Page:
By Letitia Coyne
Posted April 12, 2012
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How do you choose your next book?
I never know what I’ll choose. Cover art first, definitely. I’m a sucker for judging a book by its cover. I look at the blurb, never the comments, and then I’ll open at random and start to read. I don’t have to know what’s going on, as long as I want to keep reading.
But I could start out in any section of the bookstore and I’m hopeless with decision making.
Humor is a favorite. Life can be such a bitch; I really like to read stories that make me laugh. It can be hard to know what will work, though. PG Wodehouse and Douglas Adams are always a sure bet, but their backlist has been covered and there’s no chance of any posthumous releases. Terry Pratchett, Stella Gibbons, Oscar Wilde; all done with their careers, sadly. Should I risk a new name? David Sedaris?
I could move to general fiction. A lot to sift through, there, but I like a book that cracks along. I hate bogging down in detail and slogging through looking at page numbers to see if I’m half-way through yet – but then there are slow books like Moby Dick which I love. Some books have such beautiful language it doesn’t seem to matter if the hero spends a chapter and a half just sitting on his porch watching fireflies. How am I ever to know? Covers never warn of a tedious read.
Well drawn characters are a big plus, too, so I look for dialogue. I like people I can like. Or hate. I like people I can feel something for, even if it is strong dislike. And I want to be able to understand them. I don’t want someone who is cruel or kind or bitter if their actions make no sense. I like books with characters that have their motivations examined. Yes. Good, deep, real people moving through a strong storyline.
Storyline – that’s where you have to trust the blurb, isn’t it. You have to hope the publisher stayed close to the truth when they chose which highlights to share. I have a friend who goes to the library each fortnight and returns with a stack of books. She complains sometimes that she has read everything she likes the look of. She has to wait for new stock – at a library! And she reads them all. And she remembers what she read! See, I don’t persevere anymore. If I am not enjoying a storyline I put the book aside. Life is too busy. And when I used to keep reading only ‘because I’d started’, I’d forget the details anyway. A good story. Hmm. How do you decide what will be a good story?
Well, fantasy is good. I like a good fantasy, especially if Aragorn is there somewhere. Let’s face it; the slightly disheveled, mounted, sword wielding, enigmatic loner with dark eyes and a hidden past is usually Aragorn in a different skin. He might ride a dragon rather than a horse, but he’s basically a Tolkien hero. And I’m partial to a Conan, too: sweat and muscle on a quest for vengeance with an Amazon at his side. Now suddenly the characters have become less like real people. Okay, so the characters can be stereotypes, as long as they are convincing. And on a really good quest. A quest? So those stories can be a bit formulaic, too, but it should be beautifully written.
One way I’ve tried to reduce the overwhelming choice of covers and genres is to follow authors. There are a few who I’ve loved. I read every Wilbur Smith novel up until The Burning Shore in 1985, then ran out of patience for misogyny and bloodlust. Raymond E Feist, Julian May, Jean M Auel …. Clive Barker is a favorite, except he seems to have said all he has to say about the world, now. He is still writing, but it seems to me to be the same story, repeated. Stephen R Donaldson saddened me by writing the third Covenant Chronicles. That step too far; quit while you are ahead. Or perhaps he is wise and well paid to have written them, and I should simply not have read them. No, not even authors can always be trusted.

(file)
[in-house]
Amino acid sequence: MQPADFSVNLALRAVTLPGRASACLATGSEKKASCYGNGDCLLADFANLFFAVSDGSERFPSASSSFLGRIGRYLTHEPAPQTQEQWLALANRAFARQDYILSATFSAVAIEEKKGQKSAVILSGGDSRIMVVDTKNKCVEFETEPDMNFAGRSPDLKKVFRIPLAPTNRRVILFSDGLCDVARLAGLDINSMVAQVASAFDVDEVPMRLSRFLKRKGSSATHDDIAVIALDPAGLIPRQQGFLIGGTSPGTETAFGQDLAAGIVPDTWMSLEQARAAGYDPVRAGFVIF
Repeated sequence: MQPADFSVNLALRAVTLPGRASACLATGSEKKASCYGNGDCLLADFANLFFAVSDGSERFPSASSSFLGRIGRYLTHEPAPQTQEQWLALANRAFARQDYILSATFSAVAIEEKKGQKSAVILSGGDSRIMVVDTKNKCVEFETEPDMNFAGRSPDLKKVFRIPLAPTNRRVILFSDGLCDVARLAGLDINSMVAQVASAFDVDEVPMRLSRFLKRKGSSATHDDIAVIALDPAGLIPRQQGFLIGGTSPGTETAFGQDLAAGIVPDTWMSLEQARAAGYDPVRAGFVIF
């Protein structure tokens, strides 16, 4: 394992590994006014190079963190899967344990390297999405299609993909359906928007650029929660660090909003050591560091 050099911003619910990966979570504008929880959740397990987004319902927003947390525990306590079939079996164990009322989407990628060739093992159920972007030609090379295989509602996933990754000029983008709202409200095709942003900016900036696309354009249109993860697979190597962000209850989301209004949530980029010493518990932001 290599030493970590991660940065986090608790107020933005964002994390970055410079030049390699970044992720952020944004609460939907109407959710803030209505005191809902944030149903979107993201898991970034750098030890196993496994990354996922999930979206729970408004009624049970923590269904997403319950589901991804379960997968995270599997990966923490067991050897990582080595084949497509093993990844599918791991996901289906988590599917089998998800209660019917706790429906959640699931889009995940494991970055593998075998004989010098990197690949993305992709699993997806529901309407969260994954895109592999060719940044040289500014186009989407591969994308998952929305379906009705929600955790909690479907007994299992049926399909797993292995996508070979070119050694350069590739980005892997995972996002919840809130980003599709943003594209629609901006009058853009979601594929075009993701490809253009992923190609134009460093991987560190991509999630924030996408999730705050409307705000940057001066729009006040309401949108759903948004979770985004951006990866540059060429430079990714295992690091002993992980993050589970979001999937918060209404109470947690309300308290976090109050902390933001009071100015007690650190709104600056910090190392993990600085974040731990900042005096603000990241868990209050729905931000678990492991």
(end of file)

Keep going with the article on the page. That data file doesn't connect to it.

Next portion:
You know, I like value for money, too. I always reach for a nice big block of a book. When choosing a book takes me such a long time, I don’t want to be doing it again next week. Books today seem to be afternoon reads. A friend recently commented, ‘What the hell? I just started ‘Prince of Thorns’, which the whole world is salivating over as the best fantasy book last year, and every chapter is 3-10 pages long. What am I reading, a James Patterson book? This is a fantasy book? Enid Blyton writes longer chapters.’ I’m with her. Soundbites. Books today are all about soundbites. Sketches. Brief encounters. No, I like a brick of a book.
That is one thing I can decide on the spot, then, at least: length. And reading a section from any part of the book will tell me immediately if I like the style of writing. That’s where I find the longed for immersion in text. Either not seeing the words, only the images the words create, or just as delightful, seeing every word and loving the sounds and the rhythm of every sentence. I can trust the blurb, I hope, to point me toward something original and intriguing. I can scan for dialogue to see if I like the characters and their interactions. And the cover. Always the cover.
That whittles it down to a manageable range to choose from, and all this with the certainty of disappointment. Not because it will necessarily be a bad choice. It might be, but even if it turns out to be brilliant, I’ll come to the end of it and stare at the last pages, wishing more worlds would appear. Then grieve for the lost friends, and pack myself back to the bookstore to start all over again.
And how will I choose my next book?
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